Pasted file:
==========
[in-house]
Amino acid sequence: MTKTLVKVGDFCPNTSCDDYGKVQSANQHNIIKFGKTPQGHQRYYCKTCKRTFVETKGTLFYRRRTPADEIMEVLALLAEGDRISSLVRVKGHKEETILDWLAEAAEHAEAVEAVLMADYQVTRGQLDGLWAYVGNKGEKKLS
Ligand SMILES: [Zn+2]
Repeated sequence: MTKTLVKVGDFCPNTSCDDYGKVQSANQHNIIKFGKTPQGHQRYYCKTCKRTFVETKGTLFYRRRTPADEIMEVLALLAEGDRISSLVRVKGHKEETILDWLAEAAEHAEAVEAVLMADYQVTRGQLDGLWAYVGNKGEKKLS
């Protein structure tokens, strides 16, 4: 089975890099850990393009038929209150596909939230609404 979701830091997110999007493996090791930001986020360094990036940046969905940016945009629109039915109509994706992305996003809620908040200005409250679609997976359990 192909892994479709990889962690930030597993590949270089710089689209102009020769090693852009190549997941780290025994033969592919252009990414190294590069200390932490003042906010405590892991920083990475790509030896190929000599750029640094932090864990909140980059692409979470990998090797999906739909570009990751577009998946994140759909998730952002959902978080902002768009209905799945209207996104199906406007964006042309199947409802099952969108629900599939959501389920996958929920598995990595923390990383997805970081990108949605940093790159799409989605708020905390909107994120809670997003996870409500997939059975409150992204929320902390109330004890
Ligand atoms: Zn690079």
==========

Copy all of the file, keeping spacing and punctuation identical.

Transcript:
[in-house]
Amino acid sequence: MTKTLVKVGDFCPNTSCDDYGKVQSANQHNIIKFGKTPQGHQRYYCKTCKRTFVETKGTLFYRRRTPADEIMEVLALLAEGDRISSLVRVKGHKEETILDWLAEAAEHAEAVEAVLMADYQVTRGQLDGLWAYVGNKGEKKLS
Ligand SMILES: [Zn+2]
Repeated sequence: MTKTLVKVGDFCPNTSCDDYGKVQSANQHNIIKFGKTPQGHQRYYCKTCKRTFVETKGTLFYRRRTPADEIMEVLALLAEGDRISSLVRVKGHKEETILDWLAEAAEHAEAVEAVLMADYQVTRGQLDGLWAYVGNKGEKKLS
């Protein structure tokens, strides 16, 4: 089975890099850990393009038929209150596909939230609404 979701830091997110999007493996090791930001986020360094990036940046969905940016945009629109039915109509994706992305996003809620908040200005409250679609997976359990 192909892994479709990889962690930030597993590949270089710089689209102009020769090693852009190549997941780290025994033969592919252009990414190294590069200390932490003042906010405590892991920083990475790509030896190929000599750029640094932090864990909140980059692409979470990998090797999906739909570009990751577009998946994140759909998730952002959902978080902002768009209905799945209207996104199906406007964006042309199947409802099952969108629900599939959501389920996958929920598995990595923390990383997805970081990108949605940093790159799409989605708020905390909107994120809670997003996870409500997939059975409150992204929320902390109330004890
Ligand atoms: Zn690079």